Oxford City Council marks Living Wage Week with business forum for employers

Published: Wednesday, 13th November 2019

To mark Living Wage Week, Oxford City Council held a business forum to recognise and celebrate Oxford Living Wage employers, and provide information about the benefits of paying a living wage.

Promoting the Oxford Living Wage

The Oxford Living Wage is an hourly minimum pay that promotes liveable earnings for all workers and recognises the high cost of living in Oxford. It is currently set at £10.02 and hour, or 95 per cent of the Living Wage Foundation’s London Living Wage, and so from April next year it will increase to £10.21 an hour.

The business event was attended by around 25 local employers, who heard from Oxford Bus Company, Righton Group and Aspire about how and why they as employers have taken on the Oxford Living Wage. Council representatives spoke about how to become an accredited employer and the benefits that can bring for both staff and businesses.

“Accrediting to the Oxford Living Wage is one way that employers in Oxford can show they recognise the high cost of living in the city. An event like this is an important way for us to engage with employers about why the City Council created an Oxford Living Wage and to listen to their feedback. Accreditation is simple and free of charge, and we’re always happy to talk to businesses that want to find out more or have questions about the scheme. So far 19 organisations have accredited, together employing over 2,000 people in the city, and we’re working to grow that number.”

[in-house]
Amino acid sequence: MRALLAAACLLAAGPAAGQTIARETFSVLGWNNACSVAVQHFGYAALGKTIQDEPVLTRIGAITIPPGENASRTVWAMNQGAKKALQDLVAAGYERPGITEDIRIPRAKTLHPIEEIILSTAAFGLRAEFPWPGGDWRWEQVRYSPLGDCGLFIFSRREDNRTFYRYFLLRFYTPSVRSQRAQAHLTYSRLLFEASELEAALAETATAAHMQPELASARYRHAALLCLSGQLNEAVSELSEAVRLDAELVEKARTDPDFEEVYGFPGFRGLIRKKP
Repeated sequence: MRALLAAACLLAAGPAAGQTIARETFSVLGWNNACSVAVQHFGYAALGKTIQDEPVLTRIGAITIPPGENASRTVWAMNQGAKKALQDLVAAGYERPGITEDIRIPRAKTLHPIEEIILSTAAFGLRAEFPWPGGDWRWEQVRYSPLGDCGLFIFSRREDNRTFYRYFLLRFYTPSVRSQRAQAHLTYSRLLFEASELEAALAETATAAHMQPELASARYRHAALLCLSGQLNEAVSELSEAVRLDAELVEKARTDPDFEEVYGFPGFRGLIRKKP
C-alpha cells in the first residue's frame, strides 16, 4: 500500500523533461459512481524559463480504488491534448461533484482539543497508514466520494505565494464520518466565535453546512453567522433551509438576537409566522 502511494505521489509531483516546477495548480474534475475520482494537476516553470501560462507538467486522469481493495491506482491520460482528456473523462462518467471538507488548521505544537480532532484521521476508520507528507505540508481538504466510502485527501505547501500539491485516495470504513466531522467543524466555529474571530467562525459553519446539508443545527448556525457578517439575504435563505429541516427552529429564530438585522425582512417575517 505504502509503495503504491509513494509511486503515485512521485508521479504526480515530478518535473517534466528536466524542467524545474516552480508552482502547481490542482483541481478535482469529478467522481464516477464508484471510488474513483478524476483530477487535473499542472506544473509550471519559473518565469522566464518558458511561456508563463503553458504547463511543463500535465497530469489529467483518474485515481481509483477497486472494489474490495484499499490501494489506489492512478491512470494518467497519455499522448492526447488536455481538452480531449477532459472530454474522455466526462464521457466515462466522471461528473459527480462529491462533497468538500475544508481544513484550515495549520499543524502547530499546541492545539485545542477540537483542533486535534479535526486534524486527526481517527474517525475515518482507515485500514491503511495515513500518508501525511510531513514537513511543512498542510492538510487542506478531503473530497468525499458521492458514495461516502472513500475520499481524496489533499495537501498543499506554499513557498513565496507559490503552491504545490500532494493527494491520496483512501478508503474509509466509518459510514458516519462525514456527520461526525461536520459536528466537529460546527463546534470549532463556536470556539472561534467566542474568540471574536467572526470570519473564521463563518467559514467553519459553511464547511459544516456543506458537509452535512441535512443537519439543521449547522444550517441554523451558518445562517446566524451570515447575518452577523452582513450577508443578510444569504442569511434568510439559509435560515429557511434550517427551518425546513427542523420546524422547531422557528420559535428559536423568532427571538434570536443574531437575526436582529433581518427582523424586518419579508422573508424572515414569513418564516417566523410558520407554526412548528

Matt Peachey, Economic Development Manager at Oxford City Council 

Information about what organisations need to do to accredit, and a list of all accredited employers, is available at https://www.oxford.gov.uk/livingwage

The Living Wage Foundation's campaign

The Oxford Living Wage has grown out of the Living Wage Foundation’s campaign which began 25 years ago, to secure a living wage not just a minimum wage. The Foundation’s campaign has found Living Wage employers have seen significant improvement in their reputation, staff retention, staff motivation and manager-staff relationships.

  • 80% of employers believe that the Living Wage has improved their staff’s quality of work
  • better loyalty and customer service, and fewer complaints
  • absenteeism down by a quarter
  • better retention of staff and lower human resources costs
  • 70% of employers think that the Living Wage has increased consumer awareness of their commitment to be an ethical employer

Information about the Living Wage Foundation and the UK-wide living wage initiative can be found at https://www.livingwage.org.uk/